2021 should be a good year for the U.S. broiler industry as increased COVID-19 vaccination revives foodservice demand.
In a WATT Poultry Chat interview, Christine McCracken, executive director for animal protein at Rabobank, reviewed the company's outlook for the second quarter of 2021. Better times should be ahead, thanks to increased vaccination in the U.S., which should mean the industry, on average, will be profitable in 2021. However, it will need to monitor feed supplies and prices, too.
Austin Alonzo: Rabobank just released its second quarter outlook and I wanted to have you review it for our viewers today.
Christine McCracken: I think it's a pretty exciting time to be in the poultry industry, a lot going on, obviously, with global trade and feed costs rising. But the most exciting news, I think, is that the demand is starting to come back as we start to get a rollout of these vaccines and food service really starts to pick up certainly the case here in the U.S. But I think more broadly: Asia is doing quite well, as it responds to, obviously more favorable economic growth and a lot of that helping lift the sector and offset some of those feed costs that we've seen here lately. So great news, I think for the overall industry. And from a demand perspective, it's helping to boost exports, but still a struggle, obviously, to offset some of these costs. And a lot of uncertainty around these feed cost expectations for the year. So I think it's helping to keep production growth under control. And that really should lead to a fairly good year at least for U.S. broiler companies and as I look more broadly at the global market, pretty supportive overall.
Austin Alonzo: What more can you tell us about the outlook for feed prices? Those are very important for poultry producers.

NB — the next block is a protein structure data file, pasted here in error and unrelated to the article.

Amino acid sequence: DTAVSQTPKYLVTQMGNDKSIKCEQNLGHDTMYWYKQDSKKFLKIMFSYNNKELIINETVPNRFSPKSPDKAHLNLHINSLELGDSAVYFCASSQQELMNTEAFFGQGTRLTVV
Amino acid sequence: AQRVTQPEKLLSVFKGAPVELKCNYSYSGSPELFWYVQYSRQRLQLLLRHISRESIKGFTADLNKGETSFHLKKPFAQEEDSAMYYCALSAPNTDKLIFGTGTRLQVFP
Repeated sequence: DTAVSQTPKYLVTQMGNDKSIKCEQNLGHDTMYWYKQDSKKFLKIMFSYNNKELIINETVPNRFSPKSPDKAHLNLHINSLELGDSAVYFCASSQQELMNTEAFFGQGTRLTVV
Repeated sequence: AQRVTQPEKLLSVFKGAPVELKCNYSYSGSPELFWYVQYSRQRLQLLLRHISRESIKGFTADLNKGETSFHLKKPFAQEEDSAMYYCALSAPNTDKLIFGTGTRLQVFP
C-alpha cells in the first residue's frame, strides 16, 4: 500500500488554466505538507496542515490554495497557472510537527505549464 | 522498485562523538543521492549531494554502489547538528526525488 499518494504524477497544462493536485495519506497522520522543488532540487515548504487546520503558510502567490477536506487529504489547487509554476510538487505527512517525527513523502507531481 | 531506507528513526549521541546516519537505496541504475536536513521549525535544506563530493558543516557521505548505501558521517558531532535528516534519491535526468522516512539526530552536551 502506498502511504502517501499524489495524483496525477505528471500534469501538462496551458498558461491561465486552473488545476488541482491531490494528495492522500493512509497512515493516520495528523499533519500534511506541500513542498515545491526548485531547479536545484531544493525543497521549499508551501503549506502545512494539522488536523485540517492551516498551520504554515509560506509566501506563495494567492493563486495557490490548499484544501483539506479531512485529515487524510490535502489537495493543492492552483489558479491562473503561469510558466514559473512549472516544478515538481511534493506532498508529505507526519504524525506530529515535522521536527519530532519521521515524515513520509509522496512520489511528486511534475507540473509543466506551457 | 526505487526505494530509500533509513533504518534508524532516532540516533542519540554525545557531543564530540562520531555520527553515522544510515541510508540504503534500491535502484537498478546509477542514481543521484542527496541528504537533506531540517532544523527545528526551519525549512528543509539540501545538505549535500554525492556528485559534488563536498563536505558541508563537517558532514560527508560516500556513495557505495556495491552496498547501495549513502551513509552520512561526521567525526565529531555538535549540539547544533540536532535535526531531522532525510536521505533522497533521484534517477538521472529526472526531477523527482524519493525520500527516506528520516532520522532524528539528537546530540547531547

Christine McCracken: Yeah, and I always get into trouble when I start to become a grain and oilseed analyst, I try to stay in my lane a bit. But what our team at Rabobank is seeing is a huge incentive to plant as much as you possibly can. I think there are some constraints around, planting conditions, it is a bit dry in some areas. But, we've got planters out already, and I think the crops are getting in the ground. So, fingers crossed that we'll get continued favorable conditions through the spring here. And I guess we'll have to wait until June to really know how it all turns out. But then, you know, we've got to have good growing conditions, too, moisture is going to be something to watch this year. And I think our team is, is pretty focused in on that. We need a successful crop year and yet another successful crop in South America again next year to kind of refill the bins. So it's going to be an ongoing struggle until we can kind of build up that safety stock that's been worked down over the past year. And I think that's a struggle, because China and its needs for concentrated feed are higher as they've rebuilt their hog herd and move toward a more commercial diet. So, a lot of imports going into China, they have fairly low stocks. It'll be kind of this ongoing battle with global grain markets. And I think that's going to lead to the uncertainty that keeps production kind of under control here in the US.
Austin Alonzo: Okay, are you expecting profitability to return in 2021?
Christine McCracken: I think on average, it'll be a profitable year. We're certainly seeing good breast meat markets and good exports. You know, I think there's a lot we don't know about the second half in terms of what could happen with demand. I'm hopeful that we return to kind of a normal travel schedule, and as schools reopen, that'll really strengthen the overall market. It should keep pricing pretty stout. But again, it's all about the cost. And at this point, we just don't know how the crop will turn out. For now, though, I am looking for a profitable year on average for the US global industry.
Austin Alonzo: Wonderful. Any final thoughts before we go?
Christine McCracken: No, I'm just optimistic that we can keep things in balance and that everybody stays safe and healthy.
This transcript is edited for length and clarity.
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